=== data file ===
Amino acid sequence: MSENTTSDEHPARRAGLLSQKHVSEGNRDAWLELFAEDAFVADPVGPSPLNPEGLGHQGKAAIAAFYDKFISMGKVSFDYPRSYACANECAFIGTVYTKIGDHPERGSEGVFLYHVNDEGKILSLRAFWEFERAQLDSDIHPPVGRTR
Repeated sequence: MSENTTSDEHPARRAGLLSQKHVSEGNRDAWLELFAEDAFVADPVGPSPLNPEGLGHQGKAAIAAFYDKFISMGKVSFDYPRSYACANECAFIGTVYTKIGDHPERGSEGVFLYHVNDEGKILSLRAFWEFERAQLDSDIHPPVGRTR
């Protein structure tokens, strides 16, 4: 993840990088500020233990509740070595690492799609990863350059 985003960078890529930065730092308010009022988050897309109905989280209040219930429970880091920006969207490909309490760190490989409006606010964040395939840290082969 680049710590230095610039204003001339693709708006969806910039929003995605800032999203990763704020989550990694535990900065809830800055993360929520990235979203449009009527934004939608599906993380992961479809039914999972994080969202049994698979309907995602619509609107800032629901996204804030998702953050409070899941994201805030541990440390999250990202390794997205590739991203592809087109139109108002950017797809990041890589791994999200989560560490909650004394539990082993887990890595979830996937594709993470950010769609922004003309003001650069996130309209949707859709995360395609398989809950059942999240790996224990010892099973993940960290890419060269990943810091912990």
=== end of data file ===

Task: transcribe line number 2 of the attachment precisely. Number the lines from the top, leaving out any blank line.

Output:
Repeated sequence: MSENTTSDEHPARRAGLLSQKHVSEGNRDAWLELFAEDAFVADPVGPSPLNPEGLGHQGKAAIAAFYDKFISMGKVSFDYPRSYACANECAFIGTVYTKIGDHPERGSEGVFLYHVNDEGKILSLRAFWEFERAQLDSDIHPPVGRTR